Business interruption insurance can be as vital to your survival as a business as fire insurance. Most people would never consider opening a business without buying insurance to cover damage due to fire and windstorms. But, too many small business owners fail to think about how they would manage if a fire or other disaster damaged their business premises so that they were temporarily unusable. Business interruption coverage is not sold separately. It is added to a property insurance policy or included in a package policy.

  1. A business that has to close down completely while the premises are being repaired may lose out to competitors. A quick resumption of business after a disaster is essential.Business interruption insurance compensates you for lost income if your company has to vacate the premises due to disaster-related damage that is covered under your property insurance policy, such as a fire. Business interruption insurance covers the profits you would have earned, based on your financial records, had the disaster not occurred. The policy also covers operating expenses, like electricity, that continue even though business activities have come to a temporary halt.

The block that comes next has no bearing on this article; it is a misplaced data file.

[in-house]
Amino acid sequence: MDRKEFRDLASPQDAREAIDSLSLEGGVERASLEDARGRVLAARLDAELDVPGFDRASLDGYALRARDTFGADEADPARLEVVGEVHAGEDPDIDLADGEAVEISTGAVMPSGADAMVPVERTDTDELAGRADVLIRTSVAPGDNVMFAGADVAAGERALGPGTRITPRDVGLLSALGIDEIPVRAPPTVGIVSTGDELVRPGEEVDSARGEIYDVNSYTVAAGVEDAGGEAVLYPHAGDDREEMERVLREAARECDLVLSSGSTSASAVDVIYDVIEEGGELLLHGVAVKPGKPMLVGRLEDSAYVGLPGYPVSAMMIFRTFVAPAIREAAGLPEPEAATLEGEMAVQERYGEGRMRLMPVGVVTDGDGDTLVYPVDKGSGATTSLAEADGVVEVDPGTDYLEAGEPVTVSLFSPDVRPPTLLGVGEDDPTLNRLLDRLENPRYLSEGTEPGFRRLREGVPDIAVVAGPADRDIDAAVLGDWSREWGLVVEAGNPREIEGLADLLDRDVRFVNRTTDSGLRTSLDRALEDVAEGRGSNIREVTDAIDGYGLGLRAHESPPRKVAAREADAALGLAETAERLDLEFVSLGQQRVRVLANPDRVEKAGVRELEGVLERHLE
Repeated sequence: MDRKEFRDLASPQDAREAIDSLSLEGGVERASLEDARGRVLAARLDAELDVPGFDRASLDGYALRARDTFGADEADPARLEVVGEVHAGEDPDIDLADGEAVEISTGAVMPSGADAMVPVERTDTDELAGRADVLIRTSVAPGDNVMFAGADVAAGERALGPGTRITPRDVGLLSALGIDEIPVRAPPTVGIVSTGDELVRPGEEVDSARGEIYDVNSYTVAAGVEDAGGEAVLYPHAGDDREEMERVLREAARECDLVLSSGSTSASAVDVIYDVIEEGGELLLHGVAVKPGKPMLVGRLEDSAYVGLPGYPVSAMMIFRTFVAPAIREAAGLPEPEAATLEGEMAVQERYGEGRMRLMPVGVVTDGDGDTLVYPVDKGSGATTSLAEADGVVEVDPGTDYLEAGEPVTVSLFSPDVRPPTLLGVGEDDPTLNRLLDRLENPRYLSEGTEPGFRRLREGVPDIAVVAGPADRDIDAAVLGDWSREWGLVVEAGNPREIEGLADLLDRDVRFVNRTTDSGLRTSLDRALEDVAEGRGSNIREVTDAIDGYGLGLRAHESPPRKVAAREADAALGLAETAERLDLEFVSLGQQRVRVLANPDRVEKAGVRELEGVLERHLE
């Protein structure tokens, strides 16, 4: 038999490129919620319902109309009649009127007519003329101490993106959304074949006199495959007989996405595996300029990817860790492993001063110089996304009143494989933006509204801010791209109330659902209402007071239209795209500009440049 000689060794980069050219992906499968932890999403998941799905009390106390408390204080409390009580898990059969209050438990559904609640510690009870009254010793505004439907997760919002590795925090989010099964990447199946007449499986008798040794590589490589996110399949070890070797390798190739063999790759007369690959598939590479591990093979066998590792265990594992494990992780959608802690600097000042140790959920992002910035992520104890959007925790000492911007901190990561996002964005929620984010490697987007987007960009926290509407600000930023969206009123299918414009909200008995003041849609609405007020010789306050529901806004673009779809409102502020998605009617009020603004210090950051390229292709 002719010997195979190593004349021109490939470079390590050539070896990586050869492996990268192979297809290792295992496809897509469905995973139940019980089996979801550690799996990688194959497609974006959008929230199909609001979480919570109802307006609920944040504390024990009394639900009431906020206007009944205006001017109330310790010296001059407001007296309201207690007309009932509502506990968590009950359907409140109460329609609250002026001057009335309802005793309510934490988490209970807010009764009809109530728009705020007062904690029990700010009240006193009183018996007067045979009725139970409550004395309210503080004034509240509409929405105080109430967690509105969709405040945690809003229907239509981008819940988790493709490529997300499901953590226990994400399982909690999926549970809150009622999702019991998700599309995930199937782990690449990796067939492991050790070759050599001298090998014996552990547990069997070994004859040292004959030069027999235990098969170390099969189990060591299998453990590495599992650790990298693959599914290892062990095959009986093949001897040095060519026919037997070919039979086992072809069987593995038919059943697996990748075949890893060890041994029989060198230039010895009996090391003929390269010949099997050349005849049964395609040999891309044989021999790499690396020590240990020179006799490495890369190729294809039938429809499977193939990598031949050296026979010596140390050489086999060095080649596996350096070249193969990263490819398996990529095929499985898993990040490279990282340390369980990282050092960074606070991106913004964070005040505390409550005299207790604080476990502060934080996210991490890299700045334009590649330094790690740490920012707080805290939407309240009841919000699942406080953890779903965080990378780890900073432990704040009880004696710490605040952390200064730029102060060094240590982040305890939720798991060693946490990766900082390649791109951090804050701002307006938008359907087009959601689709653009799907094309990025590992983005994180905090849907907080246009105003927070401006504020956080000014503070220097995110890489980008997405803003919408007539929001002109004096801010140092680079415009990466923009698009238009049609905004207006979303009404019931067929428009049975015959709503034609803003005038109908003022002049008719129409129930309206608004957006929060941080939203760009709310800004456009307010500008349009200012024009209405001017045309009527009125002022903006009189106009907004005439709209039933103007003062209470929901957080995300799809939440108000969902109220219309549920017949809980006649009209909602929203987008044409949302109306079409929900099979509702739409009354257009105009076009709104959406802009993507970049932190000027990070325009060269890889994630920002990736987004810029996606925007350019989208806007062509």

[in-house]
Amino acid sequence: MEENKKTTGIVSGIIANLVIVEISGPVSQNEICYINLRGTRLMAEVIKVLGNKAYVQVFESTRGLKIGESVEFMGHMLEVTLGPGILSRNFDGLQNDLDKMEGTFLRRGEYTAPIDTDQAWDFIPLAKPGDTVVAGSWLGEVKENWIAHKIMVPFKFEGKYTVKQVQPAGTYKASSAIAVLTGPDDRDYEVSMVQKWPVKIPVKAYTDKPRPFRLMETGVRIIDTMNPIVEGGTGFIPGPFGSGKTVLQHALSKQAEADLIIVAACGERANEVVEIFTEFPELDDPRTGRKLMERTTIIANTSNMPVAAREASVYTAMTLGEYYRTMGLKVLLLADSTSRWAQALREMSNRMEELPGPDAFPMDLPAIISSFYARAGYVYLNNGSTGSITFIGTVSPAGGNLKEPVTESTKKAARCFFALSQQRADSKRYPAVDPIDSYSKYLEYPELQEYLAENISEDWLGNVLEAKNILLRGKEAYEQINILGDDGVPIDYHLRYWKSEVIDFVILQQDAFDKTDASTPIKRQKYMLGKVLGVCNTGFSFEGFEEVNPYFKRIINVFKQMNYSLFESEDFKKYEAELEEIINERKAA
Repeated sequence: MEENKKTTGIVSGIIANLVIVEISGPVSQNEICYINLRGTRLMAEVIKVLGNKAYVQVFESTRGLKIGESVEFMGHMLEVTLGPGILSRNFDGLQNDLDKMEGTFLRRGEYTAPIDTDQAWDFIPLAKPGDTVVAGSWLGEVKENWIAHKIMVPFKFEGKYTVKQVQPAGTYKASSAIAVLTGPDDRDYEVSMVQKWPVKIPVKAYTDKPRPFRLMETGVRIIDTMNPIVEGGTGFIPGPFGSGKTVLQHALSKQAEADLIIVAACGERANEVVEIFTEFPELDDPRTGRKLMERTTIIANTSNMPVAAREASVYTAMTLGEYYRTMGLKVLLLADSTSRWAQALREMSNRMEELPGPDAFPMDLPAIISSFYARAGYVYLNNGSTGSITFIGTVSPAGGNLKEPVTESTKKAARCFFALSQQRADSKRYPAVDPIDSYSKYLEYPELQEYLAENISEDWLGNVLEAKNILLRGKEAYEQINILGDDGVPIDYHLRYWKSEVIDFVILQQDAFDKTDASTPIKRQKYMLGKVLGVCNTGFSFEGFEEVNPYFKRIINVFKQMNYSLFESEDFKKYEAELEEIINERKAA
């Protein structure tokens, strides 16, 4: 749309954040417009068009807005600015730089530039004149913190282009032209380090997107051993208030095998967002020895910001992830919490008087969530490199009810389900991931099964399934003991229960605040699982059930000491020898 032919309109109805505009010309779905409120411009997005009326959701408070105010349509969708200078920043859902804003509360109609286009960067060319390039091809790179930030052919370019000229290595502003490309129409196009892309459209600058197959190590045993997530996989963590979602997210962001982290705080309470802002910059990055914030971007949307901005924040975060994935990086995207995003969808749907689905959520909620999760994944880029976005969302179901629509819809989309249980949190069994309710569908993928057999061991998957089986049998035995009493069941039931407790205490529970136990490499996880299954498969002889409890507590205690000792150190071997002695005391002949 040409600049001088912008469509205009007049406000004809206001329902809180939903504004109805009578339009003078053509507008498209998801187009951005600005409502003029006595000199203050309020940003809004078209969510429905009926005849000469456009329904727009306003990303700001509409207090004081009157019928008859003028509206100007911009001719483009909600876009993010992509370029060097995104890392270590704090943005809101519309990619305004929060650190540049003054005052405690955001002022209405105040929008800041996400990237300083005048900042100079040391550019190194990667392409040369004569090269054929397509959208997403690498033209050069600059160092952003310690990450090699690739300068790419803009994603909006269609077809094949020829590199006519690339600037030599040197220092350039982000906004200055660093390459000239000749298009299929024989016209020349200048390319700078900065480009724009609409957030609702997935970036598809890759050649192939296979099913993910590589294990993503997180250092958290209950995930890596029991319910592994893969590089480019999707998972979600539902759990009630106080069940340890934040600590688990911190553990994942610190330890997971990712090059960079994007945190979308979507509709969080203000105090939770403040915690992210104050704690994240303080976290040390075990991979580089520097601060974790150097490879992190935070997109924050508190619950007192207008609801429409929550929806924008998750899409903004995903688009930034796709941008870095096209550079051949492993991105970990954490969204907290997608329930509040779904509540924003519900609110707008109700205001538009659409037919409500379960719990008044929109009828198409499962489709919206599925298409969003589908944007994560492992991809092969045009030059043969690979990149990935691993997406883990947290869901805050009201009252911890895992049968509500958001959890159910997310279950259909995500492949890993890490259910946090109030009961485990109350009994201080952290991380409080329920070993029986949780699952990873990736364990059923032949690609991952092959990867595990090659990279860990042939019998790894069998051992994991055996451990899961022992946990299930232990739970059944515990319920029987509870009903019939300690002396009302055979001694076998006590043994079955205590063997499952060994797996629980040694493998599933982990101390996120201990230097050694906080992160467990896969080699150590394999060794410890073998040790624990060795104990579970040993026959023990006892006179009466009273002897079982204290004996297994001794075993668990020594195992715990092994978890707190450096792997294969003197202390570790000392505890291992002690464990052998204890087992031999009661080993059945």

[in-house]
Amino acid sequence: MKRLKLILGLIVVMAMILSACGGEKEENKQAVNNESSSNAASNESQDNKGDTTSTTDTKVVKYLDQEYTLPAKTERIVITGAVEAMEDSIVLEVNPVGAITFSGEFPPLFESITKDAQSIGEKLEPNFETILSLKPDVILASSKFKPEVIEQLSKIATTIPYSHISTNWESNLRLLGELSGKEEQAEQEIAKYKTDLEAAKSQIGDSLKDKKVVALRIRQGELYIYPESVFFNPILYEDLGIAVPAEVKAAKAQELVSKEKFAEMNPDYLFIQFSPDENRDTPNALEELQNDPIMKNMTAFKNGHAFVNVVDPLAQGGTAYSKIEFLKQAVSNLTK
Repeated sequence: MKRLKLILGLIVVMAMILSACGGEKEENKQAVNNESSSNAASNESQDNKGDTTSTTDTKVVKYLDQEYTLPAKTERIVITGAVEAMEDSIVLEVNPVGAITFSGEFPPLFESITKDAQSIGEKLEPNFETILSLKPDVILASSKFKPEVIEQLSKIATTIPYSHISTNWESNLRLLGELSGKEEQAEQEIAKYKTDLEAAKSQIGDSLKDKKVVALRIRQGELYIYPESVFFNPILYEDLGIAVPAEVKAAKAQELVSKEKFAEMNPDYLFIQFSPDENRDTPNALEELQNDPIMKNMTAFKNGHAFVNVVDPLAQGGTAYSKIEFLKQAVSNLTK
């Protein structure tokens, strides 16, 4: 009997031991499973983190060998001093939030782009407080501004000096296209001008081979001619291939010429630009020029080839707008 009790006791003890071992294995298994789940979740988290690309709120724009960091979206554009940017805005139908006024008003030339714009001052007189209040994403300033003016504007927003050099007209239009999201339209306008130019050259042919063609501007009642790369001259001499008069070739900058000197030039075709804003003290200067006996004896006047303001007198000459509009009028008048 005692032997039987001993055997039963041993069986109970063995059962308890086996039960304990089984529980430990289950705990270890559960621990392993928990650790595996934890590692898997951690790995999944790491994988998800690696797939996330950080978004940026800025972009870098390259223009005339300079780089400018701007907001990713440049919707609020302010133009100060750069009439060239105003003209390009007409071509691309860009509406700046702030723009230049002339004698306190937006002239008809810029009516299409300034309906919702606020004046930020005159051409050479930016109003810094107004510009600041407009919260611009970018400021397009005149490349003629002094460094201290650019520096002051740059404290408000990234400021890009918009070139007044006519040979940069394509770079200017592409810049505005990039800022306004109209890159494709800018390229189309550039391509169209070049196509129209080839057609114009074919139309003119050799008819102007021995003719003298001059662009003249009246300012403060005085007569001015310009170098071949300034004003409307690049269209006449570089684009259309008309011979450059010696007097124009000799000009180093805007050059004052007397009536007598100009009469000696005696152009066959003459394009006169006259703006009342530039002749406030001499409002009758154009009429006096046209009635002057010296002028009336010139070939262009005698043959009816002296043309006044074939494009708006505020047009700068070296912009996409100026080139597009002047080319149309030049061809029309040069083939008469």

2. Make sure the policy limits are sufficient to cover your company for more than a few days. After a major disaster, it can take more time than many people anticipate to get the business back on track. There is generally a 48-hour waiting period before business interruption coverage kicks in; however, waiting periods can vary between policies, so be sure understand the specifics of your coverage.
  3. The price of the policy is related to the risk of a fire or other disaster damaging your premises. All other things being equal, the price would probably be higher for a restaurant than a real estate agency, for example, because of the greater risk of fire. Also, a real estate agency can more easily operate out of another location.


Extra expense insurance